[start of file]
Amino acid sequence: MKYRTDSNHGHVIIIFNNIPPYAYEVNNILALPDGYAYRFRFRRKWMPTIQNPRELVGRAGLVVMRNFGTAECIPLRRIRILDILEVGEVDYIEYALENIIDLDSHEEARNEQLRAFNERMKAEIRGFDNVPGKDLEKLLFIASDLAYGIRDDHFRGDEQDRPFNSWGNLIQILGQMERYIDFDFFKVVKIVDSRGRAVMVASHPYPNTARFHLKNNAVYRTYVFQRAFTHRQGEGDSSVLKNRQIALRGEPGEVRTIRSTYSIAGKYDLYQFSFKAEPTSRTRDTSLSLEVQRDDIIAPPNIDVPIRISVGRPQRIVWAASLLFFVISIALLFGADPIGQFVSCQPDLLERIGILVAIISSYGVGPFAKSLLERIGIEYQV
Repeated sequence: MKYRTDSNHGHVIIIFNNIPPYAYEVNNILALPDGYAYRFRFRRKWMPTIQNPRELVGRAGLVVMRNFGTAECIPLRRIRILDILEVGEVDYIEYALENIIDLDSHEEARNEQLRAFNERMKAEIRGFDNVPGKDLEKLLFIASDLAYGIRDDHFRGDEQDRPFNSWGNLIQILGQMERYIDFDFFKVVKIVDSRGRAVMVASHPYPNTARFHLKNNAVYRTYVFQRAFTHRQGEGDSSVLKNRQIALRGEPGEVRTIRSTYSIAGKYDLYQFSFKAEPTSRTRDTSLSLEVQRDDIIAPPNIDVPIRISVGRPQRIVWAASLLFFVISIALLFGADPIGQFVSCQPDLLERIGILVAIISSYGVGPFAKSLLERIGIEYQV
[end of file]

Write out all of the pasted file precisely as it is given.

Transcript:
Amino acid sequence: MKYRTDSNHGHVIIIFNNIPPYAYEVNNILALPDGYAYRFRFRRKWMPTIQNPRELVGRAGLVVMRNFGTAECIPLRRIRILDILEVGEVDYIEYALENIIDLDSHEEARNEQLRAFNERMKAEIRGFDNVPGKDLEKLLFIASDLAYGIRDDHFRGDEQDRPFNSWGNLIQILGQMERYIDFDFFKVVKIVDSRGRAVMVASHPYPNTARFHLKNNAVYRTYVFQRAFTHRQGEGDSSVLKNRQIALRGEPGEVRTIRSTYSIAGKYDLYQFSFKAEPTSRTRDTSLSLEVQRDDIIAPPNIDVPIRISVGRPQRIVWAASLLFFVISIALLFGADPIGQFVSCQPDLLERIGILVAIISSYGVGPFAKSLLERIGIEYQV
Repeated sequence: MKYRTDSNHGHVIIIFNNIPPYAYEVNNILALPDGYAYRFRFRRKWMPTIQNPRELVGRAGLVVMRNFGTAECIPLRRIRILDILEVGEVDYIEYALENIIDLDSHEEARNEQLRAFNERMKAEIRGFDNVPGKDLEKLLFIASDLAYGIRDDHFRGDEQDRPFNSWGNLIQILGQMERYIDFDFFKVVKIVDSRGRAVMVASHPYPNTARFHLKNNAVYRTYVFQRAFTHRQGEGDSSVLKNRQIALRGEPGEVRTIRSTYSIAGKYDLYQFSFKAEPTSRTRDTSLSLEVQRDDIIAPPNIDVPIRISVGRPQRIVWAASLLFFVISIALLFGADPIGQFVSCQPDLLERIGILVAIISSYGVGPFAKSLLERIGIEYQV